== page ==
Research team extends fibre reach to 4,000km without repeaters

Research team extends fibre reach to 4,000km without repeaters

A team from two European universities have found a way of extending the reach of repeaterless fibre by six times – potentially reducing the cost of subsea and terrestrial cables.

The researchers, from Chalmers University of Technology in Sweden and Tallinn University of Technology, Estonia, say they have developed new optical amplifiers that extend the range to 4,000km.

Professor Peter Andrekson, who leads the research on optical communication at Chalmers University, said that the team used ultra low-noise, phase-sensitive optical amplifiers.

“While there remain several engineering challenges before these results can be implemented commercially, the results show, for the first time, in a very clear way, the great benefits of using these amplifiers in optical communication,” said Andrekson.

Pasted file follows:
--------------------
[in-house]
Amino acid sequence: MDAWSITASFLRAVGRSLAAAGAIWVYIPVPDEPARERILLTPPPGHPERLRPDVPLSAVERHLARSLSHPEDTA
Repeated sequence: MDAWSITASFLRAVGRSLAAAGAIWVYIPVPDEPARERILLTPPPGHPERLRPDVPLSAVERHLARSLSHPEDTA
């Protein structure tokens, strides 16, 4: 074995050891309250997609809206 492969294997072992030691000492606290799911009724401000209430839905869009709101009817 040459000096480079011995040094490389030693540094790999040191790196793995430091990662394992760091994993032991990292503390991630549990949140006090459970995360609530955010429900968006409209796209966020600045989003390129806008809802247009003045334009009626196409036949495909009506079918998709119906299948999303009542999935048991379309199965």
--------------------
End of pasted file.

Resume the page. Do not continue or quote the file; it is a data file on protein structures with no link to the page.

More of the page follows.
The team of five researchers published their research in Nature Communications, a peer-reviewed scientific journal.

They report that not only did they demonstrate “a reach improvement of 5.6 times” using the new amplifiers, but there was a significant increase in bandwidth. “The phase-sensitively amplified link transmits two data-carrying waves, thus occupying twice the bandwidth and propagating twice the total power compared to the phase-insensitively amplified link.”

There is a lot of research going on at the moment into ways of improving the performance of fibre. Challenges include amplifier noise and nonlinearities in the fibre, both of which degrade the signal. These researchers have used phase-sensitive amplifiers (PSAs) to counter some of the challenges.

The researchers used a recirculating loop, but they recognise that “in order to realise a real transmission link with in-line PSAs a few challenges remain to be solved”.

They say the PSAs can provide a very significant reach improvement over conventional approaches, and could potentially improve the performance of future fibre communication systems.

“Such amplifiers may also find applications in quantum informatics and related fields, where generation and processing of quantum states are of interest, as well as in spectroscopy or any other application which could benefit from ultra-low-noise amplification,” said Andrekson.

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